By Lwazi Maseko

Over the years, climate-related disasters have worsened in Africa, with droughts, floods and cyclones causing widespread damage and resulting in the loss of life and the displacement of scores of people. The continent only accounts for 3% of the world’s greenhouse gas emissions and yet is disproportionately affected by the negative impacts of climate change.

To articulate the scale and urgency of the climate crisis, climateXchange (cXc) has partnered with the Wits Centre for Journalism to launch a hub in Africa that aims to foster relatable climate content, measure impact, and provide reporting solutions to empower and engage audiences at a local level. cXc, a flagship initiative of Syli UK, is a non-profit organisation dedicated to supporting climate journalism in finding new ways to reach new audiences.

“At climateXchange, we believe that we are all storytellers and thinkers. Journalists have a special role in this as the gatekeepers of history, relaying stories and facts to people so change can be made,” said Shereen Daver, cXc Programme Director. She explained the Africa Hub will enable African journalists to shape narratives framed by their lived realities, and reflect issues and solutions specific to their countries.

Daver emphasised the need and importance to galvanise around one of the biggest challenges we are currently facing – climate. cXc collectively creates a difference by making climate content part of our culture.

“The climate crisis is a story of culture – one where journalists have a key role in helping to create credible climate content for culture change,” said Daver, adding that “by prioritising the voices of local journalists and communities in the global majority, we can show human impacts and human creativity in a way that engages audiences in other parts of the world in climate justice.”

cXc are working to better understand what kinds of journalism help people become informed and engaged about climate change, moving away from the fear and doom narrative that is driving disengagement with issues relating to climate change. cXc is also working with partners to assist newsrooms and media organisations in providing adequate coverage of climate change sustainably over the long term, looking at new products and revenue / business models that will keep them operational in difficult times.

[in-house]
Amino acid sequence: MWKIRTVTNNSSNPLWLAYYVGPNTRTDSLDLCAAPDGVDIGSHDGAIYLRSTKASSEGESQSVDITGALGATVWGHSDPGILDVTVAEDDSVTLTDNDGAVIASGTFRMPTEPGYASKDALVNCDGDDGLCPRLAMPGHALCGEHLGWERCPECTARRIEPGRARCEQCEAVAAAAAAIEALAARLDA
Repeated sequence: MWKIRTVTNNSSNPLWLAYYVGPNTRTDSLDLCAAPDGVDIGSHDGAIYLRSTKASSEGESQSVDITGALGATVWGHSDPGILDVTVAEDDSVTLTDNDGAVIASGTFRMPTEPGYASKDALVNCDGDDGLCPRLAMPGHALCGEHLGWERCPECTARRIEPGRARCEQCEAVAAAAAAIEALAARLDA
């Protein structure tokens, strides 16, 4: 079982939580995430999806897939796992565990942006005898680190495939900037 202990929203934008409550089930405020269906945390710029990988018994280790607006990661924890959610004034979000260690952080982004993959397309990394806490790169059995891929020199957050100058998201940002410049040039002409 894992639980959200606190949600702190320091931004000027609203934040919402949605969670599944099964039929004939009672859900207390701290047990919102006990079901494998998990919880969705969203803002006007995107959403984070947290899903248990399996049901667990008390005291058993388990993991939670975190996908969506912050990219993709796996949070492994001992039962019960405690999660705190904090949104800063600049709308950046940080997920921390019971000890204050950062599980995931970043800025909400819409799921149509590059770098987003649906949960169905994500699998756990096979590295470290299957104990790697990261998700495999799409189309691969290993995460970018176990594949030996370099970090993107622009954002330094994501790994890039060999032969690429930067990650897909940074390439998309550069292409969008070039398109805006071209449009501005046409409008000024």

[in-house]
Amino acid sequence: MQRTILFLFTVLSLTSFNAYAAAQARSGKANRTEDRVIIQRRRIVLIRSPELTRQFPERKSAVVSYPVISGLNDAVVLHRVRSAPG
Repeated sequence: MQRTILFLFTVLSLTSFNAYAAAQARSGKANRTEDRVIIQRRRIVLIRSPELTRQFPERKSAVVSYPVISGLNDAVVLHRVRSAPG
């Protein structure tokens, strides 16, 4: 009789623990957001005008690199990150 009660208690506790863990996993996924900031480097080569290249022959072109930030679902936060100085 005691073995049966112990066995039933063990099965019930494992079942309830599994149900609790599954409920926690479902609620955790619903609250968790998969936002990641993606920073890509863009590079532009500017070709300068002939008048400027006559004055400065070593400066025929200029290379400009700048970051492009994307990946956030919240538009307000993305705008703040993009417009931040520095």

“The WCJ is delighted to have been selected as the Africa regional hub of the climateXchange programme,” said Dr Dinesh Balliah, Director for the Wits Centre for Journalism. “The project aligns with our mission to tackle the challenges of climate change through the capacitation of journalists and content producers to make the complexities of climate change accessible and relatable. ClimateXchange will seed a new project at the WCJ — one which aims to mainstream discussions around climate change that are science-driven, accountability-focused and empowers communities to acclimate to the changes that are already part of our realities.” 

Mia Malan, founder and editor-in-chief of South Africa’s Bhekisisa Centre for Health Journalism, said the pandemic highlighted the importance of accurate information.

“We need to frame climate stories so that they fit into the larger scheme of things, of life, which means that not all stories need to be exclusively about climate change,” said Malan, adding that “stories should not only focus on events, disasters or the release of scientific studies. Journalists need to initiate their own stories where they can show readers how climate change impacts them.”

Mia Malan at the launch event

Malan noted the importance of distribution channels, explaining that journalists should know and understand the best formats to communicate information effectively. For example, audiences are increasingly using TikTok for news, and journalists and news organisations should adapt to the changing media landscape.

Daver noted that research has shown that audiences are aware that climate change is a pressing issue, but very few read about it. As a response, news organisations reported heavily on climate change to better inform the public. However, audiences became disengaged due to content that was complicated in reporting on the science of climate change, or only focussed on the negative.

“We are working to try and change that dialogue; change what is written and how it gets covered, and look at how people can interact with climate journalism in a positive way,” said Daver. 

“Partnerships are essential,” said Malan, adding that “you cannot approach a crisis alone”. She said that scientists, activists and journalists should work together, which will help journalists better understand science, how it works and the policies surrounding it.

The launch offered guests a plant-based menu which included locally sourced food and beverages to fit with the cXc philosophy of supporting an exchange of knowledge through culture, of which food is a major driver.

“It is essential we learn about food security and where our food is sourced from, and that we understand that the planet cannot sustain animal agriculture with the current level of crop farming which feeds the billions of animals raised for consumption. Moving away from animal consumption is one of the key factors that can make significant positive changes in the world,” said Daver.